The filters are easy to navigate, displaying text alongside helpful thumbnails to illustrate each option. New visitors who are unfamiliar with the different Tecova styles will find the illustrations for the “shape” very helpful in finding the right selection.
It feels that a lot of thought went into developing the category pages. The Tecovas’ team thought through what questions visitors might ask when browsing the collections, and did a great job helping make it as easy as possible for new and returning visitors.
Best in Class Product Page: Nisolo, Clove
The product page is often where many stores exert most of their effort. A well-designed product page is a balance of just the right amount of information without overwhelming a visitor.
When searching for top-notch footwear product pages, we came across many examples that are standouts on their own.
When it came to selecting our “Best in Class” pick for footwear product page, we were between two options…… and well, we picked them both!
Our two picks are: Nisolo and Clove
Nisolo did an excellent job of showcasing the features AND benefits of their shoes. Many product pages list out the features of a product, but not many of them translate those features into benefits that can motivate a customer to purchase.
Another key element of any product page is the review section. Nisolo’s reviews offer important details that are relevant to a future customers’ decision to purchase.
Each review features the product being reviewed, size purchased, how the customer felt about the sizing and width, and what they felt stood out about the product.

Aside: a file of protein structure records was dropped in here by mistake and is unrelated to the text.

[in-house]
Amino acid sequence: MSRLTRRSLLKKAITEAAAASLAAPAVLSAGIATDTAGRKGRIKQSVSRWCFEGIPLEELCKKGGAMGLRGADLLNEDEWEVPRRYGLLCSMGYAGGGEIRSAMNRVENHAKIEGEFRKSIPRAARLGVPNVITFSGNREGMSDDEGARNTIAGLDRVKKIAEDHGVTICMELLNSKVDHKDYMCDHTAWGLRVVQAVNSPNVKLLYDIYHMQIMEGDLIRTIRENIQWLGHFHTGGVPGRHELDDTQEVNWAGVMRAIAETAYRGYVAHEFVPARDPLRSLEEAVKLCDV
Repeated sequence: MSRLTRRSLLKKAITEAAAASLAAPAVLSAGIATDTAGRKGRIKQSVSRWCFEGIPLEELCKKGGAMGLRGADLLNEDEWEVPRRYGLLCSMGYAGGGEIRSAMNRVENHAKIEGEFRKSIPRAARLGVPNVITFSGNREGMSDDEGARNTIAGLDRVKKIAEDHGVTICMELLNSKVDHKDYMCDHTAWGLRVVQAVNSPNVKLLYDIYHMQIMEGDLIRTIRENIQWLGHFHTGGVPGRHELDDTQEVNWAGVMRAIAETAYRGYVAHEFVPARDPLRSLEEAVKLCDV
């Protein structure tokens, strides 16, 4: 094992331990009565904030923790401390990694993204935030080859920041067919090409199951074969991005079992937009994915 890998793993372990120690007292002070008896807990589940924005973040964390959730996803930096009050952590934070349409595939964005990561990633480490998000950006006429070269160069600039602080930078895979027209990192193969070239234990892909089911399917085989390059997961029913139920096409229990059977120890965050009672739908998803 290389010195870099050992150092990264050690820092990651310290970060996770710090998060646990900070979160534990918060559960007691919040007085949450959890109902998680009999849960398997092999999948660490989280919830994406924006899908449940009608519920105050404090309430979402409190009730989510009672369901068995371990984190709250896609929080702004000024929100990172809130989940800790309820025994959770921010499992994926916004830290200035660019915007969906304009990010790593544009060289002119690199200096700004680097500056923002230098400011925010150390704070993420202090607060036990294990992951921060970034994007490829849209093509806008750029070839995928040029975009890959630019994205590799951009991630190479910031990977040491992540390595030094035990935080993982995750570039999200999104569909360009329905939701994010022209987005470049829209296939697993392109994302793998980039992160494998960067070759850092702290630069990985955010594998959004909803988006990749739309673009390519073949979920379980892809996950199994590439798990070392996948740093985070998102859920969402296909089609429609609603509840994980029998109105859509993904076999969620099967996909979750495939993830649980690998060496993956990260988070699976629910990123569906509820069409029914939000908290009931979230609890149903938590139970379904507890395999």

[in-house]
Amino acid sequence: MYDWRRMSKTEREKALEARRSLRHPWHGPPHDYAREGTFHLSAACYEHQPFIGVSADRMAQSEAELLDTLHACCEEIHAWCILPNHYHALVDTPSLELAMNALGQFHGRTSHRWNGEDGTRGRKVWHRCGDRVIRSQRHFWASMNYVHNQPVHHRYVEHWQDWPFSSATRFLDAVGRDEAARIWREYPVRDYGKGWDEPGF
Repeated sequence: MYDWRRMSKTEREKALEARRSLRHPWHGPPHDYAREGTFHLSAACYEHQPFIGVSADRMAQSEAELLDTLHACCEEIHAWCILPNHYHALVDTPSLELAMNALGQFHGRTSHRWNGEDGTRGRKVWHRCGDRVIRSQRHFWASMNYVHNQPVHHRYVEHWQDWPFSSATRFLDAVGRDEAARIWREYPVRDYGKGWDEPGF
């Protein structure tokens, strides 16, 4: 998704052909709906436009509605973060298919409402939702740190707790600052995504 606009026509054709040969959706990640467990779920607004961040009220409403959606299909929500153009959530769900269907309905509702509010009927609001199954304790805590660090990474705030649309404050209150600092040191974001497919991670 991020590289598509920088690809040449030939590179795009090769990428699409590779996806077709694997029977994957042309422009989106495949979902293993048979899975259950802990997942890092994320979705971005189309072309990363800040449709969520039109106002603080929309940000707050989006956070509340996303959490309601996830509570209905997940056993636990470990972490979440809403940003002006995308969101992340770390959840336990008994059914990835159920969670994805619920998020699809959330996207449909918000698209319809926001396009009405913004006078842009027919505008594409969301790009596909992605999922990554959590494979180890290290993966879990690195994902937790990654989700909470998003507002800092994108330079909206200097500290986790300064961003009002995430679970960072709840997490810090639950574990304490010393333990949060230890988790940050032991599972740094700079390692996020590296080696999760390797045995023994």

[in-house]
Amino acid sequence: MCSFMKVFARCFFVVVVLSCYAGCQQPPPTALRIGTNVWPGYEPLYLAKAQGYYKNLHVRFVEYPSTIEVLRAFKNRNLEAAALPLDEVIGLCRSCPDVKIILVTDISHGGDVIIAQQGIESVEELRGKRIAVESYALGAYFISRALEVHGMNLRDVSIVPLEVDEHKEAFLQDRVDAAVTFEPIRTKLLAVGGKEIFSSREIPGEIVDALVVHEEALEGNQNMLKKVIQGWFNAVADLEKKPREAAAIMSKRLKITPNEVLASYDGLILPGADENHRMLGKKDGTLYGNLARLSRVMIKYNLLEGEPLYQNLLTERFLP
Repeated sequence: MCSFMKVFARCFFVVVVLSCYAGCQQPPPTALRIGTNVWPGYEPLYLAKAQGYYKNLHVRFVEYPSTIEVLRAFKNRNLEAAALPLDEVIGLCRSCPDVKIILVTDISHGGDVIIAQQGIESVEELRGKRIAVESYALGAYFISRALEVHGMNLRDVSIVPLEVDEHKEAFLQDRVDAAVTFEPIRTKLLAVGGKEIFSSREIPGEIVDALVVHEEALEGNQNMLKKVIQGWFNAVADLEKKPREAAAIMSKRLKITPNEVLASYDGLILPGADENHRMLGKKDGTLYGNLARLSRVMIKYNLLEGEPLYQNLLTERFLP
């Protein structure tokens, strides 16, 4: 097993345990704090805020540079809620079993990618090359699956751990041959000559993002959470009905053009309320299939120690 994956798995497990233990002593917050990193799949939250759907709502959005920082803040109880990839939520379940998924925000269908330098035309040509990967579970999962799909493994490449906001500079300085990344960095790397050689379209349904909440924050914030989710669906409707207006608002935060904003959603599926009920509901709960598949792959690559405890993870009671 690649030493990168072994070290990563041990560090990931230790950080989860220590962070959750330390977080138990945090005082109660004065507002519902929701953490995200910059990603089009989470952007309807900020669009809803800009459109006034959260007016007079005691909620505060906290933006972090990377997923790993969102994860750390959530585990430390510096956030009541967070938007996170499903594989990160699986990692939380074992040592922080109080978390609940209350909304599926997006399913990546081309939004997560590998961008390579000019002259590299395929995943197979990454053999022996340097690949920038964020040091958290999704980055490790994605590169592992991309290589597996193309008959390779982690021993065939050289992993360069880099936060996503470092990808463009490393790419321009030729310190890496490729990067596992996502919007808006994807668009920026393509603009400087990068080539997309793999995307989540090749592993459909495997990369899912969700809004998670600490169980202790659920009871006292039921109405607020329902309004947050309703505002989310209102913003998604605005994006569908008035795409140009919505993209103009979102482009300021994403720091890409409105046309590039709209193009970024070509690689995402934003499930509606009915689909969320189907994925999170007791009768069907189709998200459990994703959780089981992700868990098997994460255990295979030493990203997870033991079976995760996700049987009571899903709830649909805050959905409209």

Lastly (before we start gushing about Clove), Nisolo features information about their sustainability. Visitors landing on a product page now have information not only about the product, but also about the company in general and what sets them apart from the rest of the footwear industry. This is key information to incorporate on a product page. Not all customers are going to end up finding your “sustainability” page or visit the home page that features all of these important details that could nudge them to a purchase.
Now onto Clove, a DTC company focused on creating the most comfortable shoes for those in the healthcare industry.
Their product page is bright, loud, and unique. Their core product, shoes for healthcare workers, can feel like a boring product but their website is anything but.
Above the fold, they do an excellent job of providing concise copy that is persuasive. Each color variant has its own thumbnail, helping visitors easily see the different colorways.
But the main focuses on the product page are the photos and reviews. These are featured prominently on the right side on desktop. On mobile, the image gallery is all you can see above the fold.
The reviews feature not just the written feedback of customers, but other important details like “fit advice” and “special considerations”. The reviews also aggregate whether customers felt the length, width, and comfort are just right, too short/long/narrow/wide, etc.